Join us on Saturday, February 7, for the second annual For the Love of the Sea Benefit and Auction in Key Largo, Florida, at Amoray Dive Resort. This ocean-themed event will include sunset cocktails, dinner, dancing under the stars to a steel drum band, an auction and presentations by REEF founders and famed underwater photographers, Paul Humann and Ned DeLoach. The evening festivities aim to raise awareness about REEF, our amazing volunteers and the critical marine conservation work that our programs support. A silent and live auction will offer prizes from local businesses and exotic dive travel. Tickets are $85 each. There is a limited number of tickets for purchase this year so don't delay. Click here to purchase tickets online. To buy tickets over the phone, as well as to find out about becoming an event sponsor or to donate an item to the auction, contact Janet Bartnicki at 305-852-0030 or email@example.com. We hope to see you there!
The Volunteer Survey Project is at the center of REEF's citizen science programs. It provides thousands of divers and snorkelers the opportunity to contribute information on the status and biodiversity of ocean populations. The Survey Project also serves as a training opportunity in many formal and informal education programs. In this issue of REEF-in-Brief, we feature high school students on both sides of the US who are learning first hand how to conduct fish surveys and analyze their results.
The U-32 High School in Montpelier, Vermont, offers a Marine and Fresh Water Biology Class to Seniors each year. Their instructor, Brian Slopey, is also a REEF surveyor. The course focuses on the comparison between rivers, lakes and the ocean. Students examine the living components of these ecosystems as well as the influence of physical and chemical conditions. The students conduct extensive marine research during a trip to the Bermuda Institute of Oceanic Sciences, including conducting snorkel REEF fish surveys. During each field project, approximately 100 surveys are conducted. In preparation for the trip, students use the Reef Fish Identification Beginning ID Course DVD to learn groups of fish. They then generate Geographic Summary reports for Bermuda from the REEF database and use the Fish ID Interactive DVD software to more closely research species of fish they will likely observe. Once in Bermuda, the students keep an extensive journal that includes fish and invertebrate behavior observations, plankton tow observations, lecture notes and notes on readings.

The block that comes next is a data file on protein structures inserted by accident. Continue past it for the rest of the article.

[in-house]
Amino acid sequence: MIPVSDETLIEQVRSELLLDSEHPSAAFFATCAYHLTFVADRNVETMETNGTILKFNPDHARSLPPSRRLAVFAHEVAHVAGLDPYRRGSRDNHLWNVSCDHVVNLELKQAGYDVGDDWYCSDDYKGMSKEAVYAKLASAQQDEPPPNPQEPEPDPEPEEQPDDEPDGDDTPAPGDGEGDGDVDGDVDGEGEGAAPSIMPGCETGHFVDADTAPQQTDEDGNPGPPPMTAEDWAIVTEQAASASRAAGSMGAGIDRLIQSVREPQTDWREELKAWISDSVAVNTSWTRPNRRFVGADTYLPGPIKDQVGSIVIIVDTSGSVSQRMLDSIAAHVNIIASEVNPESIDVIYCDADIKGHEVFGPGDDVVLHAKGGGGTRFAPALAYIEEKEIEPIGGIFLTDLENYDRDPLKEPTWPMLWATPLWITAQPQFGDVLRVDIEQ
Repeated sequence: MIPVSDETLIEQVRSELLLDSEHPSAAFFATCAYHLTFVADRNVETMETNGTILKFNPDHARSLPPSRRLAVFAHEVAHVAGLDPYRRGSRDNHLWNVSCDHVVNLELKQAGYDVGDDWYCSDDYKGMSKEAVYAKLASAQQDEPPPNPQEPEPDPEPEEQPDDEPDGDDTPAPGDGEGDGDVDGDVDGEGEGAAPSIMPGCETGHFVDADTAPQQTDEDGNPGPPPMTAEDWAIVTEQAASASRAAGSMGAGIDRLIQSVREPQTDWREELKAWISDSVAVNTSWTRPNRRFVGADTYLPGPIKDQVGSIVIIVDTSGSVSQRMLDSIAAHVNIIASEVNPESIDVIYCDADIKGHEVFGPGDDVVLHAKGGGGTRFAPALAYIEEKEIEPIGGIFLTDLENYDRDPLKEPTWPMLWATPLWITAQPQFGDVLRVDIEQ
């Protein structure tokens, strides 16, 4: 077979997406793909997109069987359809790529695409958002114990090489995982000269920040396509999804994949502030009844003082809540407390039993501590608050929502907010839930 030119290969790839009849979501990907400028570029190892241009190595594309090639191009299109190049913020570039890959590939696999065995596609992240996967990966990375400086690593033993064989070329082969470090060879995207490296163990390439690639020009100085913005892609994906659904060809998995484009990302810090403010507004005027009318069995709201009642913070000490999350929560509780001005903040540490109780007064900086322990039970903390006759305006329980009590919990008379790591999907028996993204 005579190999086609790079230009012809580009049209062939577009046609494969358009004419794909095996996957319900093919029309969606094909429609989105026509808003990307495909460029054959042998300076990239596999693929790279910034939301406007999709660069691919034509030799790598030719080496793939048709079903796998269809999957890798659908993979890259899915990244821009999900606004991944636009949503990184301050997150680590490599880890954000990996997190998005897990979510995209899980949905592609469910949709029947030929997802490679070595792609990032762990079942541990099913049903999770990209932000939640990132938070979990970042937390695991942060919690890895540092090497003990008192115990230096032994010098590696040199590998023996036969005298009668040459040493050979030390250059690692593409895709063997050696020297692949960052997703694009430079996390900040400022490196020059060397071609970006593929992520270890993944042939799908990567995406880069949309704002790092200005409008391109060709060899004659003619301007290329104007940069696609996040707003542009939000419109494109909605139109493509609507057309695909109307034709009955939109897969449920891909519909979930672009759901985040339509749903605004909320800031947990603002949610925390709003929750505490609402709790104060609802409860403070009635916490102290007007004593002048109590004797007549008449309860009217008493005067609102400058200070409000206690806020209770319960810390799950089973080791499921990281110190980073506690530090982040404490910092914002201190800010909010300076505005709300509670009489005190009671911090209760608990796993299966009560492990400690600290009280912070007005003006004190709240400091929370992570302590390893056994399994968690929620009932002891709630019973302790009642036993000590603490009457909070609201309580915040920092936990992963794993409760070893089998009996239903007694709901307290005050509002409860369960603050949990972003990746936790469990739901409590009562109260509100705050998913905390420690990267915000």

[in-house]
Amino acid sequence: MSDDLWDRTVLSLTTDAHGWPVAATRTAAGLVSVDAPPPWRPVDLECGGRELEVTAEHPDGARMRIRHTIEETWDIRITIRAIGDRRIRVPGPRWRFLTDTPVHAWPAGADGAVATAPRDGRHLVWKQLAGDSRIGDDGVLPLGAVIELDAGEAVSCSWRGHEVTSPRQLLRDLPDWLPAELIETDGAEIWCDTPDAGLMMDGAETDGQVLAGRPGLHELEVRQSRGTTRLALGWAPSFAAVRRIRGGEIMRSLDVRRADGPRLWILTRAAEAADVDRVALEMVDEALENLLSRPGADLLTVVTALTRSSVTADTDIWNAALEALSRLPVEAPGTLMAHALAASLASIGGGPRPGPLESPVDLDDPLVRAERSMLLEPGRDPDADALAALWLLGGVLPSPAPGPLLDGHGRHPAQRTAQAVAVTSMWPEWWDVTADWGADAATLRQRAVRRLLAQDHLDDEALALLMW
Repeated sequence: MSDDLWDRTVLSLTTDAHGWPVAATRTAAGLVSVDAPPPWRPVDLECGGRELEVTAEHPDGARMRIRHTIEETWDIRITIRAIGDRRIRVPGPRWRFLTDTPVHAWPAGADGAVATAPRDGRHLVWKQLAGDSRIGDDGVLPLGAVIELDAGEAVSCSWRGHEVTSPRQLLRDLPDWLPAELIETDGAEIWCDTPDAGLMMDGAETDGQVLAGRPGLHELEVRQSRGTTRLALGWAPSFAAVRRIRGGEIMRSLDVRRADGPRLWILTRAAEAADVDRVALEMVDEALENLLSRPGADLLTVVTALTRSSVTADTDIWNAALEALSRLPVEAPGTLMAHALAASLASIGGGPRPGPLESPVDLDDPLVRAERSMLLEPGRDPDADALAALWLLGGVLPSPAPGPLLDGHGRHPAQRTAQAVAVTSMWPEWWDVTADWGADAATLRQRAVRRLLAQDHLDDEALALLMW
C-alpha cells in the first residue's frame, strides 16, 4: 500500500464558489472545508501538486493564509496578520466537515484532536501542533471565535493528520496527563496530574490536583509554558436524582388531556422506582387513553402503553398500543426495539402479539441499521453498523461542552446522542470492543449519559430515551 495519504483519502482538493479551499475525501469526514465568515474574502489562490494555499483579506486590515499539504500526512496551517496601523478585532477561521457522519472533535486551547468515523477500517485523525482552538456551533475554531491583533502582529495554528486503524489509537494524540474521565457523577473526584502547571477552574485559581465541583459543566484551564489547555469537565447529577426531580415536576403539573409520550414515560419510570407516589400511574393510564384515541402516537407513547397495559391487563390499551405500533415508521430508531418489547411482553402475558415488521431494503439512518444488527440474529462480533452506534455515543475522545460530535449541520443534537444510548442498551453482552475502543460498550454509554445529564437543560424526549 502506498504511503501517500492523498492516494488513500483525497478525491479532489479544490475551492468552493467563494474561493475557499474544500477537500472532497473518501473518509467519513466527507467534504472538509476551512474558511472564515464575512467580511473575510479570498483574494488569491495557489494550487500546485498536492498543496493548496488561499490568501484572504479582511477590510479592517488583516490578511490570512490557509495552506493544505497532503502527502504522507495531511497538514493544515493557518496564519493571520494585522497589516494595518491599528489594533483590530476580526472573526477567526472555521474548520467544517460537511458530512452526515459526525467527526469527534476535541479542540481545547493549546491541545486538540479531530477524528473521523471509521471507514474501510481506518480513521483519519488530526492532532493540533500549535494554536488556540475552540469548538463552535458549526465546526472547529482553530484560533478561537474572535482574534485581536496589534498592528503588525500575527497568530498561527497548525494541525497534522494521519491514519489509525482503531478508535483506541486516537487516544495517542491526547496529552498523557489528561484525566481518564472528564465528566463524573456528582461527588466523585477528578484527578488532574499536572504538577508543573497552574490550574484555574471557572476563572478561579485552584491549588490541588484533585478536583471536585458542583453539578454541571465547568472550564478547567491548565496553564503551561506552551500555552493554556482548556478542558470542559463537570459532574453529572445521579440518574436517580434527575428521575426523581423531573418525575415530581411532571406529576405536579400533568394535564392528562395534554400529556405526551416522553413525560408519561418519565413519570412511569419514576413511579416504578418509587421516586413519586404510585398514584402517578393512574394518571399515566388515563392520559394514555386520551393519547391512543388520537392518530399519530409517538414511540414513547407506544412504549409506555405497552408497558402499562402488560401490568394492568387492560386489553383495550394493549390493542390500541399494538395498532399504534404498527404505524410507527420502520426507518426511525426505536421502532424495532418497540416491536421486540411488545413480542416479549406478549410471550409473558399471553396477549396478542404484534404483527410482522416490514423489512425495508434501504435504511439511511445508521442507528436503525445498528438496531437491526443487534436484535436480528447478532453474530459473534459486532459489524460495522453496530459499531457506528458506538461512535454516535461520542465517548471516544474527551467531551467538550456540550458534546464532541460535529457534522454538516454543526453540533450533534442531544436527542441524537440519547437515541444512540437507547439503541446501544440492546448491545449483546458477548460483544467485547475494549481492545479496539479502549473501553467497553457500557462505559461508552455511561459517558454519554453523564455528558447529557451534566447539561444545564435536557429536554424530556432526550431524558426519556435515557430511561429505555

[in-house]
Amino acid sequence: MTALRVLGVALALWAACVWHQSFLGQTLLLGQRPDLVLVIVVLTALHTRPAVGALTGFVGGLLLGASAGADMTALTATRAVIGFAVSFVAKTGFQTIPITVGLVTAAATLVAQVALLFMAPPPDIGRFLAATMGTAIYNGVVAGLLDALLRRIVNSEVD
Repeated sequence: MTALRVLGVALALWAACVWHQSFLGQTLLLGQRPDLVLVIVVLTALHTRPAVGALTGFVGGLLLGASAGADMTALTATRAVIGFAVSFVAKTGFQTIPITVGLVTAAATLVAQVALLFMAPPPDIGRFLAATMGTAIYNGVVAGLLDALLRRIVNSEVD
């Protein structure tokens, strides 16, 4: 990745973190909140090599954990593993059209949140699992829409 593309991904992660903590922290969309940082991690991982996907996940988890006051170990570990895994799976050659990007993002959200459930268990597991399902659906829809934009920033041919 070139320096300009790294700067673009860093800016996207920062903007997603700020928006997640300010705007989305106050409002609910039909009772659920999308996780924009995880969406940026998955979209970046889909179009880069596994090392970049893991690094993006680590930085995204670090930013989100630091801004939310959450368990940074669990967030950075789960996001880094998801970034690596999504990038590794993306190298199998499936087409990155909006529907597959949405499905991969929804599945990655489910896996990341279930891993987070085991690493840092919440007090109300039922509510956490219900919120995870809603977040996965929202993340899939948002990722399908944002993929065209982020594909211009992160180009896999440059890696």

On the other side of the country, in La Crescenta, California, students at Clark Magnet High School, have been working to collect and analyze marine life survey data from the Channel Islands National Marine Sanctuary (CINMS). With this project, which is currently funded by a Toyota Tapestry Grant, students use geographic information science (GIS) to document effects of marine protected areas on species abundance. Using species lists from the REEF database, students create field reference notebooks on the fish, invertebrates and algal species inhabiting the CINMS. In preparation for field surveys, students practice with the REEF online fish identification quiz. The students then work with dive teams from NOAA, Ventura County Sheriff’s divers and Sport Chalet to conduct REEF surveys for the class and to document the study areas and project procedures with underwater photography. Following the field work, students analyze the data and display the results of their projects as maps and graphs in scientifically formatted poster presentations. Each student poster incorporated an extended abstract that the students submit for publication in The New Journal of Student Research Abstracts.
Are you using REEF programs in a formal or informal education program? Email us at firstname.lastname@example.org and let us know about it!